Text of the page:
Thursday, August 16, 2012

YA book review: The Color of Snow

The Color of Snow
by Brenda Stanley
Genre: YA contemporary
Format: ebook, 413 pages
Publisher: Tribute Books (
June 1, 2012)

Blurb: Can a troubled young girl reenter society after living in isolation?

When a beautiful 16-year-old girl named Sophie is found sequestered in a cage-like room in a rundown house in the desolate hills of Arbon Valley, Idaho, the entire community is shocked to learn she is the legendary Callidora--a baby girl who was kidnapped from her crib almost seventeen years ago and canonized in missing posters with portraits of what the fabled girl might resemble. Authorities soon learn that the cage was there to protect people from Sophie, because her biological father believes she is cursed.

Sophie is discovered after the man she knows as Papa, shoots and injures Damien, a young man who is trying to rescue her. Now, unsocialized and thrust into the world, and into a family she has never met, Sophie must decide whether she should accept her Papa’s claims that she is cursed and he was only trying to protect others, or trust the new people in her life who have their own agendas. Guided by a wise cousin, Sophie realizes that her most heartbreaking challenge is to decide if her love for Damien will destroy him like her Papa claims, or free her from past demons that haunt her mind.

My review: The Color of Snow is a thought provoking contemporary YA novel about a genteel teen raised in secrecy and kept from the world by her father. Her dad, Luke, a man beat down by the unruly hand of fate at a young age, begins to believe the Romanian curse his mother placed on another family has come back to haunt and harm his new family. Overly protective of his newborn daughter, he takes her away after his girlfriend, Vee, dies giving birth to their baby and raises her on a friend's farm, hidden away from the world for seventeen years. If not for the brief friendship of two young brothers she met when she was twelve, friendship would be a foreign term to this young woman named Sophie.

Sophie is the epitome of innocence and when she is 'rescued' and brought to her grandparents house, the very things her father was trying to protect her from begin to attach themselves to her in various ways. These 'ways' are through the people she interacts with including family, church friends and the police. There were so many times I couldn't believe the amount of varying darkness this teen girl had to deal with. Sophie became the lamb set free in a corral of wolves. Ironically, the girl so many thought was abnormal turned out to be the most normal and selfless of the bunch. 

Despite his good intentions, Luke didn't handle his grief and predicament in life well by filling the mind of his daughter with his own fears and keeping her sheltered to the point of being reclusive. Her grandparents only continued her father's warped way of protection by being guilty of the same thing. Even the new kids at their local church wanted to use Sophie for their own selfish means to gaining popularity and the one guy Sophie loved since she was twelve, Damian, became mired in his own need to lay claim over her mind and body. The one saving grace in her new life was her cousin, Stephanie, a firecracker and loner, but the only voice of sanity besides that of Sophie. Their scene going horseback riding and traveling across a lake really resonated with me. Besides creating a lovely visual, this one scene truly epitomized Sophie's plight.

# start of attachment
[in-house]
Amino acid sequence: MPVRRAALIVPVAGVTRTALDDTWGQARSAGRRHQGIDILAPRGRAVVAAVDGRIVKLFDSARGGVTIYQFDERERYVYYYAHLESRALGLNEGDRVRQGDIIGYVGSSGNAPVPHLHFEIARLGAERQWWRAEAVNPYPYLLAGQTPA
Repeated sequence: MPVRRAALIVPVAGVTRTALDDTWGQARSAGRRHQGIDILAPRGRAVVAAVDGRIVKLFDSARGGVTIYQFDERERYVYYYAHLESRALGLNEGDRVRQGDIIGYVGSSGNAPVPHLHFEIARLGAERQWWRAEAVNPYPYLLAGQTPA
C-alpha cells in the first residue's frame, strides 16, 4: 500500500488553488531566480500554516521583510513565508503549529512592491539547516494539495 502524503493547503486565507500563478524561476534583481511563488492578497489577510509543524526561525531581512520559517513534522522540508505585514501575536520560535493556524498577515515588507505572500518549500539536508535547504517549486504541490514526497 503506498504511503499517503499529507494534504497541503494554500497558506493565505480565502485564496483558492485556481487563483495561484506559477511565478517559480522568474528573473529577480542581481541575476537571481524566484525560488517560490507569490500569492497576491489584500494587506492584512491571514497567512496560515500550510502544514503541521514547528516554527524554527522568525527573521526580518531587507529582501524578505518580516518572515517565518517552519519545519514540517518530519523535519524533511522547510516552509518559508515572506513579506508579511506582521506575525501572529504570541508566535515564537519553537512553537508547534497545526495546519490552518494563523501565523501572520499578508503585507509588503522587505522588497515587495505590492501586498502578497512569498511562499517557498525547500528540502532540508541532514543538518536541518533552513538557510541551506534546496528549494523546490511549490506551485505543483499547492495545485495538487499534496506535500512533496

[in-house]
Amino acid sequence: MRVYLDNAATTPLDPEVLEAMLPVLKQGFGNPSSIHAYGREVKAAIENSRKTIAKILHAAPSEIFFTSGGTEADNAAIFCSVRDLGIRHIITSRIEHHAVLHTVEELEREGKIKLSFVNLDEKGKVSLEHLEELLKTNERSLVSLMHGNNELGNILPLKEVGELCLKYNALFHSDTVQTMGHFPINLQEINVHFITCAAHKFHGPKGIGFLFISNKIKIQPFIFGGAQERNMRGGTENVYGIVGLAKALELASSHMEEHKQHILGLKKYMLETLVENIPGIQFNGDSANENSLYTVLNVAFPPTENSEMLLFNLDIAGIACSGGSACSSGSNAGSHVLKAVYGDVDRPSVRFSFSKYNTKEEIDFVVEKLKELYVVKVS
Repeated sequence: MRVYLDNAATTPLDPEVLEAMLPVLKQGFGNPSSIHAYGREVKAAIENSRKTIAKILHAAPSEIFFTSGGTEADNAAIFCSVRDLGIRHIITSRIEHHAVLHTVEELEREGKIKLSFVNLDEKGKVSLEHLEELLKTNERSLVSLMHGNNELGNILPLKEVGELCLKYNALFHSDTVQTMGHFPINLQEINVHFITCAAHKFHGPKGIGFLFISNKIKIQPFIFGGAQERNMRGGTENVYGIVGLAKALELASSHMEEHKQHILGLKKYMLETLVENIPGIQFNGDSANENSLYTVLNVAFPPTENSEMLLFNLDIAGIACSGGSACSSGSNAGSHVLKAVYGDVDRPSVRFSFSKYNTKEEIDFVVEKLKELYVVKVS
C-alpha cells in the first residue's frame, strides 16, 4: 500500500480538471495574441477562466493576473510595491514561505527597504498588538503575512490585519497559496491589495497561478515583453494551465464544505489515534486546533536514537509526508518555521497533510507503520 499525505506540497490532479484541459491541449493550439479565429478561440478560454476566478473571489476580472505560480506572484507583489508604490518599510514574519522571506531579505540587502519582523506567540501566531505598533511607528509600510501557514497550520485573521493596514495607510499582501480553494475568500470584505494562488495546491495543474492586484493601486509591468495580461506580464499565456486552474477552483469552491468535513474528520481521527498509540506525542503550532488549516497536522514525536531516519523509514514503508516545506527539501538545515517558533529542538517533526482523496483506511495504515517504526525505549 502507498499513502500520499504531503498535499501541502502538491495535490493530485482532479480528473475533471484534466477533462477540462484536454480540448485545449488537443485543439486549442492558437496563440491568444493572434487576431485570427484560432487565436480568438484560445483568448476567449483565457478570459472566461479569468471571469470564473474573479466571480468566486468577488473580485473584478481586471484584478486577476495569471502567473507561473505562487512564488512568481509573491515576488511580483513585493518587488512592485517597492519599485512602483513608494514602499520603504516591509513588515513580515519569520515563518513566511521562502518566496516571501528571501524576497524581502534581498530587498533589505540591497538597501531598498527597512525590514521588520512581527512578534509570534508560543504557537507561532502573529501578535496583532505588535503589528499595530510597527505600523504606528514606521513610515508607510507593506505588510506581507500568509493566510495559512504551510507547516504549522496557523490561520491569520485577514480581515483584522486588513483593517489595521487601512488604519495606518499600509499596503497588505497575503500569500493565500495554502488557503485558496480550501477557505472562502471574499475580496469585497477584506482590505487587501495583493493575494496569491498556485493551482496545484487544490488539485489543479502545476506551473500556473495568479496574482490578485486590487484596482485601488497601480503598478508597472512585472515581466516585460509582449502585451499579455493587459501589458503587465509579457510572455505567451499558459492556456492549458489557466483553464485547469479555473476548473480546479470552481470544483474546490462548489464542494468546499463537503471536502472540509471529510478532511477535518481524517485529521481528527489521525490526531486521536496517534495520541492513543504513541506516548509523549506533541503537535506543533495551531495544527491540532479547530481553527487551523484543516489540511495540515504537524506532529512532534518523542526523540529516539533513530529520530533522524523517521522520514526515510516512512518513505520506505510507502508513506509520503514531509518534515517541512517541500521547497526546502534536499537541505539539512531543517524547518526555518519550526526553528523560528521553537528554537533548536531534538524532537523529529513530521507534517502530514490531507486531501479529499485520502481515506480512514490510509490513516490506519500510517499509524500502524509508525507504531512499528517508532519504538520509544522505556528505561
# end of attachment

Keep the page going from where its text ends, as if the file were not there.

Sophie was an extremely interesting,totally unconventionally strong and sympathetic character. Whenever someone in her life began to show their true colors I could only wonder when she would find find someone decent and truly good. Sometimes all we need is the person inside of us to become the definitive version of who we need to be. Despite the obstacles she continually faced, Sophie did manage  to emerge from the fracas of her new life a better, stronger version of herself. By tackling such sensitive issues as family and societal norms, the selfishness of many, the rigors of religion and  the ease at which we place labels on people, author Brenda Stanley has created a startling novel of complexity and she does it with gentility.

As much as I enjoyed reading the backstory of Luke and some of the secondary characters involved in Sophie's life, as the story progressed I did want these 'other' viewpoints to move at a quicker pace so I could learn more about present-day Sophie. I understand what the author was doing and filling in these blanks did enrich the story but since I became so engrossed in what was happening with Sophie, she became my main focus--which may be viewed as a testament to Brenda Stanley's talent for creating viable characters. To better understand the Sophie of today, we had to see where she came from but being slightly impatient, I wanted to discover all of her secrets a lot sooner. I also questioned why Vee would let her father name her baby Callidora, a Greek name, when she knew he hated Luke (a Greek) and her dad only named his racing horses using Greek names.

Tribute Books continues to publish a wide variety of incredibly unique and strong voiced titles in their YA division. I may have finished reading The Color of Snow a few days ago and yet its characters still remain in the forefront of my mind.

Rating: 4

Cover comment: This cover. though lovely, is just okay.

Book source: I received a promotional ebook copy in exchange for my honest review during a book tour.

1 comment:

  1. Laurie, thanks for the review! I'm glad you're enjoying our YA offerings :)